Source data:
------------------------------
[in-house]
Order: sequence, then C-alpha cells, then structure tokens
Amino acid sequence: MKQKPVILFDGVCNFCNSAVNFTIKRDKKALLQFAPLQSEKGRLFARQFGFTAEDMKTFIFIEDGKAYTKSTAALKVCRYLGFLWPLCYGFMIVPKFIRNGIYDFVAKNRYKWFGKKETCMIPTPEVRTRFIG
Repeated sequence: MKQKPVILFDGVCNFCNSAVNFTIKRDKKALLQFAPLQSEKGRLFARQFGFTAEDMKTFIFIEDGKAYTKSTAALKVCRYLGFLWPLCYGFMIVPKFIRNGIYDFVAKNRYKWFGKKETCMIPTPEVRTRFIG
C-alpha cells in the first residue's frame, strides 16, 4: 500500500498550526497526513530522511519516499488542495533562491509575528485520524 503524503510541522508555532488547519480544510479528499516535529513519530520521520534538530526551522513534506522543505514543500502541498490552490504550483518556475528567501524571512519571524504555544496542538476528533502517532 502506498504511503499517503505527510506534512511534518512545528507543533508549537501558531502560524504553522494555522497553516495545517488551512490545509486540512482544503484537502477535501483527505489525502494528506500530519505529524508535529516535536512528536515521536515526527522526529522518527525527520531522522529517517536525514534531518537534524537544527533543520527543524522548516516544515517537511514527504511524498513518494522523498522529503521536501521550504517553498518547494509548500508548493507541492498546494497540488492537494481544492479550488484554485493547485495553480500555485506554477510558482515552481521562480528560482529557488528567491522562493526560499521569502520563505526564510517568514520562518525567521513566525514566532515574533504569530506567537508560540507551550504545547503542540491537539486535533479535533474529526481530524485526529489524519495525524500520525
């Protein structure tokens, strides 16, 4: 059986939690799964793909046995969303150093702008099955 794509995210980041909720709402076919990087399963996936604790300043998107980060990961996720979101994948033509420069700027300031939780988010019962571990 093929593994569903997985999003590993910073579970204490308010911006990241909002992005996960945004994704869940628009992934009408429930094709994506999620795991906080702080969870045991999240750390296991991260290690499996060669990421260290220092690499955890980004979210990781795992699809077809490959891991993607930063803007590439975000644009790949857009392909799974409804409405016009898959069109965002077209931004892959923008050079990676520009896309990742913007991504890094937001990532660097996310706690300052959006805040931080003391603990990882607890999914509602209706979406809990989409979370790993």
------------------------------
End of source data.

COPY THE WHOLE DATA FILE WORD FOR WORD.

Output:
[in-house]
Order: sequence, then C-alpha cells, then structure tokens
Amino acid sequence: MKQKPVILFDGVCNFCNSAVNFTIKRDKKALLQFAPLQSEKGRLFARQFGFTAEDMKTFIFIEDGKAYTKSTAALKVCRYLGFLWPLCYGFMIVPKFIRNGIYDFVAKNRYKWFGKKETCMIPTPEVRTRFIG
Repeated sequence: MKQKPVILFDGVCNFCNSAVNFTIKRDKKALLQFAPLQSEKGRLFARQFGFTAEDMKTFIFIEDGKAYTKSTAALKVCRYLGFLWPLCYGFMIVPKFIRNGIYDFVAKNRYKWFGKKETCMIPTPEVRTRFIG
C-alpha cells in the first residue's frame, strides 16, 4: 500500500498550526497526513530522511519516499488542495533562491509575528485520524 503524503510541522508555532488547519480544510479528499516535529513519530520521520534538530526551522513534506522543505514543500502541498490552490504550483518556475528567501524571512519571524504555544496542538476528533502517532 502506498504511503499517503505527510506534512511534518512545528507543533508549537501558531502560524504553522494555522497553516495545517488551512490545509486540512482544503484537502477535501483527505489525502494528506500530519505529524508535529516535536512528536515521536515526527522526529522518527525527520531522522529517517536525514534531518537534524537544527533543520527543524522548516516544515517537511514527504511524498513518494522523498522529503521536501521550504517553498518547494509548500508548493507541492498546494497540488492537494481544492479550488484554485493547485495553480500555485506554477510558482515552481521562480528560482529557488528567491522562493526560499521569502520563505526564510517568514520562518525567521513566525514566532515574533504569530506567537508560540507551550504545547503542540491537539486535533479535533474529526481530524485526529489524519495525524500520525
């Protein structure tokens, strides 16, 4: 059986939690799964793909046995969303150093702008099955 794509995210980041909720709402076919990087399963996936604790300043998107980060990961996720979101994948033509420069700027300031939780988010019962571990 093929593994569903997985999003590993910073579970204490308010911006990241909002992005996960945004994704869940628009992934009408429930094709994506999620795991906080702080969870045991999240750390296991991260290690499996060669990421260290220092690499955890980004979210990781795992699809077809490959891991993607930063803007590439975000644009790949857009392909799974409804409405016009898959069109965002077209931004892959923008050079990676520009896309990742913007991504890094937001990532660097996310706690300052959006805040931080003391603990990882607890999914509602209706979406809990989409979370790993």